Film fun

WHEN I first came across the Adventure Travel Film Festival (an international festival run out of London also screening in Scotland and Victoria), I was working at the City of Fremantle and I thought “wow that looks amazing, I have to go to that.”

The second thing I thought was “if I ever leave City of Freo I am going to run it here.”

Well, as it turns out, both things came to pass. So what was it that attracted me to this festival?

I had a physical reaction in my stomach when I came across it. I mean this wasn’t a casual “oh that would be nice to attend”, but a thumping  “I must go to this.”

I have always loved travel films and documentaries about far flung places and most of the books I read are about travel.   

But this was different from the travel docos I had seen, the books I’d read, and it was certainly nothing like the adrenalin-fuelled “adventure films” that are common at cinemas these days.

This was something deeper. It was something very human that hooked me in – real-life drama unfolding on the screen.

Watching independent travellers making their way into the unknown, the films were like diary entries – rough and imperfect with a spirit and soul that slick documentaries don’t possess.

At times I felt I was right there beside the film maker working it out.

At times the characters are flawed or have no idea what to do next – just like me. I was hooked.

I began to realise that the festival was more than the sum of its parts. It wasn’t the individual films that were the star, although each was fascinating.

Rather, it was seeing them all together as an anthology over three days which created the magic that stirred something in me and my fellow festival-goers.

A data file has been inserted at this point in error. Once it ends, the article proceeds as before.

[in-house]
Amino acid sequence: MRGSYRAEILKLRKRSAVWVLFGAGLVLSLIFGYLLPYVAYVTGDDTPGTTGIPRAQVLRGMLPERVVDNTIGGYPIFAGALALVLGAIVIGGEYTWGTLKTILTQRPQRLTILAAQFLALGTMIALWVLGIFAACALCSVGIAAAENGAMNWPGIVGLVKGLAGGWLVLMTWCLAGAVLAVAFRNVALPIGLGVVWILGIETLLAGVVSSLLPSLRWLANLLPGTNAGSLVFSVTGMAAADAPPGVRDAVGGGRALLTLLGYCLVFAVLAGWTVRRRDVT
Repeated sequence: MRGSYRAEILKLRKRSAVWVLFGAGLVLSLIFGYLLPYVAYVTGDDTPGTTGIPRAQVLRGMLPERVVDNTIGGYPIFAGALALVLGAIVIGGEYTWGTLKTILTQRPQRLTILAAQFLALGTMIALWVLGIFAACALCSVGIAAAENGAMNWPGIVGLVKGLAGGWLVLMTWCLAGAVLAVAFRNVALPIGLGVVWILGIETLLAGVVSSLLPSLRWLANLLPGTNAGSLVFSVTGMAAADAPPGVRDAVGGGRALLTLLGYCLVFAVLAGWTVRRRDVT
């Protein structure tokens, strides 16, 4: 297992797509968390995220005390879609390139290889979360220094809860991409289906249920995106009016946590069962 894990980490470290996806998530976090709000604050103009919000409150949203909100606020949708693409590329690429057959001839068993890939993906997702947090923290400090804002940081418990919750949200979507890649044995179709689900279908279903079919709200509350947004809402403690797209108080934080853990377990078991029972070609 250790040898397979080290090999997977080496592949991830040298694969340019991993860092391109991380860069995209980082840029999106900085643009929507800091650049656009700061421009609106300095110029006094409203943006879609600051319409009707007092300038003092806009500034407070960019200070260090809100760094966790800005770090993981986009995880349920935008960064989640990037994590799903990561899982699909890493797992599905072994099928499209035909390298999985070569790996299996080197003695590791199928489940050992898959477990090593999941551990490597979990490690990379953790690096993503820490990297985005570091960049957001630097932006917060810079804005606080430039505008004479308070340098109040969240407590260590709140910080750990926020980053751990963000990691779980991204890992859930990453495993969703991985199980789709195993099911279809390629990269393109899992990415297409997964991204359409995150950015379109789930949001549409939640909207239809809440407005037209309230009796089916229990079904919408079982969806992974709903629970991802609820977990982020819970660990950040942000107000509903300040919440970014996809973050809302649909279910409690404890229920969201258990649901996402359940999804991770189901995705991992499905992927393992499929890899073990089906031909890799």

Pamir mountains

It was about freedom, discovery and facing fear – not fear of far-flung places but fear of stepping outside of life’s expectations of us.

Fear of letting go and embracing the unknown fear of doing something new, fear of taking on a project. It was a metaphor.

People may warn against kayaking down the rapids of the Pamir mountains in Turkmenistan – all manner of terrible things could happen.

Sure, they might, but oh my God what an experience if you went. They may also say you can’t take a year off work to write a book, or warn against starting your own business or learning to dance.

All manner of things could go wrong – and sure, they could.

But what an experience, what a life awaits if you do. All these thoughts were confirmed for me when I first ran the festival in Guildford in 2017.

I received so many emails from people who were moved to take on long put-off projects.

Over the years I have run many events, festivals and the like, but I have never received so much feedback, and it was the nature of the feedback that surprised me. It was not about how they liked or disliked the festival but how the festival had affected them.

This was the lightbulb moment when I realised what this festival was about and why I had had that reaction all those years ago. It is why I am running it now; it’s not a financial winner – far from it.

Putting this together and sharing these films moves me and excites me and I want to share this; it’s a little bit of anarchy. The Adventure Travel Film Festival is at the Adelaide Street Plaza in Fremantle on March 20-22. For more details go to Tix at


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